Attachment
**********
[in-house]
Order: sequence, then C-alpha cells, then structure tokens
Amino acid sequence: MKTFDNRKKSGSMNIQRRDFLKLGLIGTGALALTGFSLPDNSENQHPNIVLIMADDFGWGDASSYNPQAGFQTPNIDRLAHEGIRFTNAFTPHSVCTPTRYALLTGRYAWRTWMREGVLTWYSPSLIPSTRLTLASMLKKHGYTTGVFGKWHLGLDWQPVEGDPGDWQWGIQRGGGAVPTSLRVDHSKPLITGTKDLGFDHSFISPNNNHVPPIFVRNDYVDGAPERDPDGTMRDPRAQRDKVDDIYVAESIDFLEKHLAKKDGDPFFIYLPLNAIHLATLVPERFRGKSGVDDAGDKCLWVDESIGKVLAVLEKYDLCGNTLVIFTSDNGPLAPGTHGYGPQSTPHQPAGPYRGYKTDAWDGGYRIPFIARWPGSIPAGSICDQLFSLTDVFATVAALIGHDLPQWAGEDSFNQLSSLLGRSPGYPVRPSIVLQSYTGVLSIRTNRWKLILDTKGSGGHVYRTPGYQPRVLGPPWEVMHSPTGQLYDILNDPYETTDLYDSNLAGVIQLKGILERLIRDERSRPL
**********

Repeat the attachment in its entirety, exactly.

[in-house]
Order: sequence, then C-alpha cells, then structure tokens
Amino acid sequence: MKTFDNRKKSGSMNIQRRDFLKLGLIGTGALALTGFSLPDNSENQHPNIVLIMADDFGWGDASSYNPQAGFQTPNIDRLAHEGIRFTNAFTPHSVCTPTRYALLTGRYAWRTWMREGVLTWYSPSLIPSTRLTLASMLKKHGYTTGVFGKWHLGLDWQPVEGDPGDWQWGIQRGGGAVPTSLRVDHSKPLITGTKDLGFDHSFISPNNNHVPPIFVRNDYVDGAPERDPDGTMRDPRAQRDKVDDIYVAESIDFLEKHLAKKDGDPFFIYLPLNAIHLATLVPERFRGKSGVDDAGDKCLWVDESIGKVLAVLEKYDLCGNTLVIFTSDNGPLAPGTHGYGPQSTPHQPAGPYRGYKTDAWDGGYRIPFIARWPGSIPAGSICDQLFSLTDVFATVAALIGHDLPQWAGEDSFNQLSSLLGRSPGYPVRPSIVLQSYTGVLSIRTNRWKLILDTKGSGGHVYRTPGYQPRVLGPPWEVMHSPTGQLYDILNDPYETTDLYDSNLAGVIQLKGILERLIRDERSRPL